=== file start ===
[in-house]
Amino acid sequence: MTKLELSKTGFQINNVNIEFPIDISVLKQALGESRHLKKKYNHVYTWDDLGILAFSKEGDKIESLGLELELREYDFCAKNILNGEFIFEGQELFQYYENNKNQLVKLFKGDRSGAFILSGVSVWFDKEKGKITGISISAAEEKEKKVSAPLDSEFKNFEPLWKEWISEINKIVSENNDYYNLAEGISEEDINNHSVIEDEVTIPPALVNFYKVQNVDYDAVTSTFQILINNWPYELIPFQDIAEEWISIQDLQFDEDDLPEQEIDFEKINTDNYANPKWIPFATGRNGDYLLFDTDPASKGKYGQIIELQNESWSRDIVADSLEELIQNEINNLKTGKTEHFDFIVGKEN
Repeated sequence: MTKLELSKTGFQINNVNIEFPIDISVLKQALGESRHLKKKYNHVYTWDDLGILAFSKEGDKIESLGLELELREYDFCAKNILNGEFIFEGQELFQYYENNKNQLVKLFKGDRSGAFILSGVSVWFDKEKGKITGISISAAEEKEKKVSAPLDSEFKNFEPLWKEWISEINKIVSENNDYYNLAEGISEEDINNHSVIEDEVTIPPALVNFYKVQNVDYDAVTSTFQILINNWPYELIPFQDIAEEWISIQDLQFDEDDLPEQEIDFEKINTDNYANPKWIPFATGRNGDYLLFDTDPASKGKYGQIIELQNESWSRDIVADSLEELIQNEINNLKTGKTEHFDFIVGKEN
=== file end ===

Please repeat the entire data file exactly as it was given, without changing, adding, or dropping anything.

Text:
[in-house]
Amino acid sequence: MTKLELSKTGFQINNVNIEFPIDISVLKQALGESRHLKKKYNHVYTWDDLGILAFSKEGDKIESLGLELELREYDFCAKNILNGEFIFEGQELFQYYENNKNQLVKLFKGDRSGAFILSGVSVWFDKEKGKITGISISAAEEKEKKVSAPLDSEFKNFEPLWKEWISEINKIVSENNDYYNLAEGISEEDINNHSVIEDEVTIPPALVNFYKVQNVDYDAVTSTFQILINNWPYELIPFQDIAEEWISIQDLQFDEDDLPEQEIDFEKINTDNYANPKWIPFATGRNGDYLLFDTDPASKGKYGQIIELQNESWSRDIVADSLEELIQNEINNLKTGKTEHFDFIVGKEN
Repeated sequence: MTKLELSKTGFQINNVNIEFPIDISVLKQALGESRHLKKKYNHVYTWDDLGILAFSKEGDKIESLGLELELREYDFCAKNILNGEFIFEGQELFQYYENNKNQLVKLFKGDRSGAFILSGVSVWFDKEKGKITGISISAAEEKEKKVSAPLDSEFKNFEPLWKEWISEINKIVSENNDYYNLAEGISEEDINNHSVIEDEVTIPPALVNFYKVQNVDYDAVTSTFQILINNWPYELIPFQDIAEEWISIQDLQFDEDDLPEQEIDFEKINTDNYANPKWIPFATGRNGDYLLFDTDPASKGKYGQIIELQNESWSRDIVADSLEELIQNEINNLKTGKTEHFDFIVGKEN